I hope this makes sense, I can clarify any points that dont And other users may have a different method that will work better with your dog. But let us know how things go!
Posted by Sheafe
Oct 31, 2011
It's been weeks, we're barely moved in, but our Cairn terrier has been
making a good adjustment to the move.... in regard to the house training.

However, she still doesn't give any "indicators" of needing to go out.
We are diligent in taking her out to pee before breakfast, then soon after
breakfast to defecate... which she does... at a "spot" down the road.

? How do we achieve having her warn us of need to go ?

In prior message, he misinterpreted our setup... We gave up a patio
outside the kitchen door... when we moved to an apartment with 11 other
units. Although on the ground floor, we cannot just let her outside ....she
must be leashed at all times.

Which makes the housetraining a bit more involved, but I think we're
making headway.

With the work involved in a major move, however, we haven't begun to
get Libby to "come".... although she readily reponds to "treat"... when
we're hard-pressed to have her come from whereever in the apartment
she happens to have gone.

Any comments are appreciated. And thank you for writing.
Posted by KOPCaroline
Nov 1, 2011
Hey Sheafe,

Congrats on the move, hope everything is going as smoothly as possible

As far as your dog signalling when she needs to go out - what happens if you don't take her out at a normal time, when you routinely take her out? Try delaying a typical trip outside and see what happens - be sure to keep an eye on her, though, maybe keep her confined to the room with your front door - so that she has opportunity to go to it and display any kind of behaviour indicating she needs to toilet. She may even just sit in front of you and look at you, or vocalize some how. Keeping her confined to one room while you're testing this will keep her from having an accident somewhere else in the house.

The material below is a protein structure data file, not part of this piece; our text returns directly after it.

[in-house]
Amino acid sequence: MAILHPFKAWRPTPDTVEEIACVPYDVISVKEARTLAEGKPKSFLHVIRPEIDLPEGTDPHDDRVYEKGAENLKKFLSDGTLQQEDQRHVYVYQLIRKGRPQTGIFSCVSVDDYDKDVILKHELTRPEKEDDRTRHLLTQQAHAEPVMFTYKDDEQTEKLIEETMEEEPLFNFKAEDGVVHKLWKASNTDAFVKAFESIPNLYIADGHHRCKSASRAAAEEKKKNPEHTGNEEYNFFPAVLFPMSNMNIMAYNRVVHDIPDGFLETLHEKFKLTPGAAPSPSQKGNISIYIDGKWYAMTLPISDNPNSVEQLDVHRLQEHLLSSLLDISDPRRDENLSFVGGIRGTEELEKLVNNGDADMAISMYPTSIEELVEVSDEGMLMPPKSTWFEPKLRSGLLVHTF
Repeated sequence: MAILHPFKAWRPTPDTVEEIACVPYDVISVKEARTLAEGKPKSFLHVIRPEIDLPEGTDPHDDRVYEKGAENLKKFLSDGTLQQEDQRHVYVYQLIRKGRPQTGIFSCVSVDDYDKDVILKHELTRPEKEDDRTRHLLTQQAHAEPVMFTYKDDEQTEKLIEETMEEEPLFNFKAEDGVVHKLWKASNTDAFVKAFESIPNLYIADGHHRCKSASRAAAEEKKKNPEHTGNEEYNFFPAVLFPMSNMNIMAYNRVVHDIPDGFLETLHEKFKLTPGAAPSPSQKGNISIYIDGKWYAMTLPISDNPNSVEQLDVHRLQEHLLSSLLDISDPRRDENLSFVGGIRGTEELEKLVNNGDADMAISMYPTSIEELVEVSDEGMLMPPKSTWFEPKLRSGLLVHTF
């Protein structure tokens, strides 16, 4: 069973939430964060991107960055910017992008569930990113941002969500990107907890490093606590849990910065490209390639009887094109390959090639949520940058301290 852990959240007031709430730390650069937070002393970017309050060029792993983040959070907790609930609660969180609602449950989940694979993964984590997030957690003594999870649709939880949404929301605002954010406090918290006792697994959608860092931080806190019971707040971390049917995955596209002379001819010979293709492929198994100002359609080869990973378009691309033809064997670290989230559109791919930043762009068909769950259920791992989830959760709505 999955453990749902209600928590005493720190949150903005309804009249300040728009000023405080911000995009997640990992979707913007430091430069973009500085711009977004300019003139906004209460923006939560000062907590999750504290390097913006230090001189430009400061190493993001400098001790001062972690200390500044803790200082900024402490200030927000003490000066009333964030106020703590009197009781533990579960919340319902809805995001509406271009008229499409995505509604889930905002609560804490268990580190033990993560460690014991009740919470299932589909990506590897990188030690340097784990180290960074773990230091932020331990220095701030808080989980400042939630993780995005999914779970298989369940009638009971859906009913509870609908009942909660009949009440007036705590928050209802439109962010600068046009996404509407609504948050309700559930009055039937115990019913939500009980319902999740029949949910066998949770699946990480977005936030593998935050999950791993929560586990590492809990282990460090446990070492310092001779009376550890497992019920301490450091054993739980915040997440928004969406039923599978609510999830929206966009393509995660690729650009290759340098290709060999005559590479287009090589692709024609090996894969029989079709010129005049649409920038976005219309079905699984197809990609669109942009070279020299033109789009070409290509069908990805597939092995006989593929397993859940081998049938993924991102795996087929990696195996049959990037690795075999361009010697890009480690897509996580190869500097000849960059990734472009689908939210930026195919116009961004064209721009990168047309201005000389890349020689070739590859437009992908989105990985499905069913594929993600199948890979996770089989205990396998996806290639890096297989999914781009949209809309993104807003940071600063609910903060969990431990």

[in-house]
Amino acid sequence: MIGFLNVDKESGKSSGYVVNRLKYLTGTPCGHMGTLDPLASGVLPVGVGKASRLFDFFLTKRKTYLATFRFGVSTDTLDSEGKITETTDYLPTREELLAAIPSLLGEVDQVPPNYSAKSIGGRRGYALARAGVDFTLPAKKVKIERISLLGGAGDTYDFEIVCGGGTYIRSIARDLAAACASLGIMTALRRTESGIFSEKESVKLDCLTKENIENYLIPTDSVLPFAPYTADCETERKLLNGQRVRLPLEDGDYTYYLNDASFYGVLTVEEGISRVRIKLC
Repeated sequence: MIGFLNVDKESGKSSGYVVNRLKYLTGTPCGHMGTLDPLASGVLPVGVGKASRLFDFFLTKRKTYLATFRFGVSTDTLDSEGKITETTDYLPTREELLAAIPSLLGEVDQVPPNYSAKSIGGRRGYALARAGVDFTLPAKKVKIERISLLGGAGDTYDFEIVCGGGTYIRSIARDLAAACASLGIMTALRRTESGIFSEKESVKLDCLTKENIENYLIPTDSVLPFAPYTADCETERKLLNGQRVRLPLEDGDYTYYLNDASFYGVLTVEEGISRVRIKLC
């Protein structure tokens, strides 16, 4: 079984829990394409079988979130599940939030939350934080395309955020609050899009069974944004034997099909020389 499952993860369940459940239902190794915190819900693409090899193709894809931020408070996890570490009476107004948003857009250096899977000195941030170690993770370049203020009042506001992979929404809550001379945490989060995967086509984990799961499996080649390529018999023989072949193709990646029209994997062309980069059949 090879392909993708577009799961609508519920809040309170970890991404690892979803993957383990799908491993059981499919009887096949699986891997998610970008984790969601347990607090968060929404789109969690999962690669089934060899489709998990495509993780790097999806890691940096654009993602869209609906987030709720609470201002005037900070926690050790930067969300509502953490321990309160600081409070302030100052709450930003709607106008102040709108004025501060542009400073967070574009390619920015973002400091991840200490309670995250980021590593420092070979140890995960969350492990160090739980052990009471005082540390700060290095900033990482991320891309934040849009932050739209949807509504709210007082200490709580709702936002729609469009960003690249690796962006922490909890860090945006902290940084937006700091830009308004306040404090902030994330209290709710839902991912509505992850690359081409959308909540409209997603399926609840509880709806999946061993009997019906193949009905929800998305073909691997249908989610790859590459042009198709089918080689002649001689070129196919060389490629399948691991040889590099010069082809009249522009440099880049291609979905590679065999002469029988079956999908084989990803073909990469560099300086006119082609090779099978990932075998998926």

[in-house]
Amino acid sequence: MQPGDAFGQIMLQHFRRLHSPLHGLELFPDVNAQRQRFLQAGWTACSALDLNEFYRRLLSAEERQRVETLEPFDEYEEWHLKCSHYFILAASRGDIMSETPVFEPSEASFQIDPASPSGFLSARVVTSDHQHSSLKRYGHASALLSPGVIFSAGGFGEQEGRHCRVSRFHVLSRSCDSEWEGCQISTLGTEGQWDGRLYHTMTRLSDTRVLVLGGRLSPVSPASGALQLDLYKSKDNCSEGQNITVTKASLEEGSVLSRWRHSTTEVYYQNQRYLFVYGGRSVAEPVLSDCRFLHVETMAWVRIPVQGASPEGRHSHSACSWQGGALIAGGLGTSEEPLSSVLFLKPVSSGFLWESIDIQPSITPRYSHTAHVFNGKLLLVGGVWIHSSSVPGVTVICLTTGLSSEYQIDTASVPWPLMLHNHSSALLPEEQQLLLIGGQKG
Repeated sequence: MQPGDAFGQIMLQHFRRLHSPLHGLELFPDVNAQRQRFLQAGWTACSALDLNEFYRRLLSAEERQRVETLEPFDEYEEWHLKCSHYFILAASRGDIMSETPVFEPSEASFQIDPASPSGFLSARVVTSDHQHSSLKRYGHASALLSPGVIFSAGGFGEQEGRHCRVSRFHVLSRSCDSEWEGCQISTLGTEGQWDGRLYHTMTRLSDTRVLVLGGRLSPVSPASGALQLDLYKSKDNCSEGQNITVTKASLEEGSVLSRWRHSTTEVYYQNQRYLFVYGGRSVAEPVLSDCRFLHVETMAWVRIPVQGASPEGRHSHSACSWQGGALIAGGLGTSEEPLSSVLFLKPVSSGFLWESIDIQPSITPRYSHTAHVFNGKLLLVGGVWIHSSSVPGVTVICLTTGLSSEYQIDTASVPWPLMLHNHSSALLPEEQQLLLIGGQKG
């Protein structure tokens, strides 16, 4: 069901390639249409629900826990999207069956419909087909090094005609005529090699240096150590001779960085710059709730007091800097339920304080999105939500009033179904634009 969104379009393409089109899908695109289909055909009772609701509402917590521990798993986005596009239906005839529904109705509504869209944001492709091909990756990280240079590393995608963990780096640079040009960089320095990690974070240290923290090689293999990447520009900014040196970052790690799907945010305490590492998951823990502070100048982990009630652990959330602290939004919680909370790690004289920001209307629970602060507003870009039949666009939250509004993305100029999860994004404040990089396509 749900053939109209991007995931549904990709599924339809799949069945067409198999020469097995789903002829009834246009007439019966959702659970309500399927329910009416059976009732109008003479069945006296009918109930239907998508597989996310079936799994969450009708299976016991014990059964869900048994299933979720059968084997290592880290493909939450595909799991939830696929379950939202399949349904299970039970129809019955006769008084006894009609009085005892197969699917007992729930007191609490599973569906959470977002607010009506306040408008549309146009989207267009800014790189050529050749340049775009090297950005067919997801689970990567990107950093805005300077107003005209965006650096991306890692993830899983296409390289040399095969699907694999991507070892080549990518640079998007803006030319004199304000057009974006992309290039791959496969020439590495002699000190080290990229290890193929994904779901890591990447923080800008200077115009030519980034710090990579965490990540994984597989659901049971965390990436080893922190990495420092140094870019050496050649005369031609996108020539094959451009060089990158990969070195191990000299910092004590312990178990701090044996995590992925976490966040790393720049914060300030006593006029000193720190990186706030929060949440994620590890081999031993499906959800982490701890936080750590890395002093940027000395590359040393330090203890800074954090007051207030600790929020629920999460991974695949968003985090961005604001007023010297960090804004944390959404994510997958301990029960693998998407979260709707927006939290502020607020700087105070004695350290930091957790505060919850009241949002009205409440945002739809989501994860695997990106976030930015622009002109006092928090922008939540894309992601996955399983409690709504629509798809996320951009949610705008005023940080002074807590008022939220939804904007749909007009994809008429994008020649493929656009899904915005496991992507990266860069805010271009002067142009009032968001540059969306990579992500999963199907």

I think your work on the "come" command will improve, especially if she's already responding to a verbal command to come back to you. Try saying "treat, come" every time you are in the situation where she will come back from somewhere in the apartment.

Hope this makes sense, and helps you somewhat!
Posted by confinedspacerescue
Dec 29, 2011
Yes thats nice move to give training to a dog at home . I would like to prefer that trick with my dog.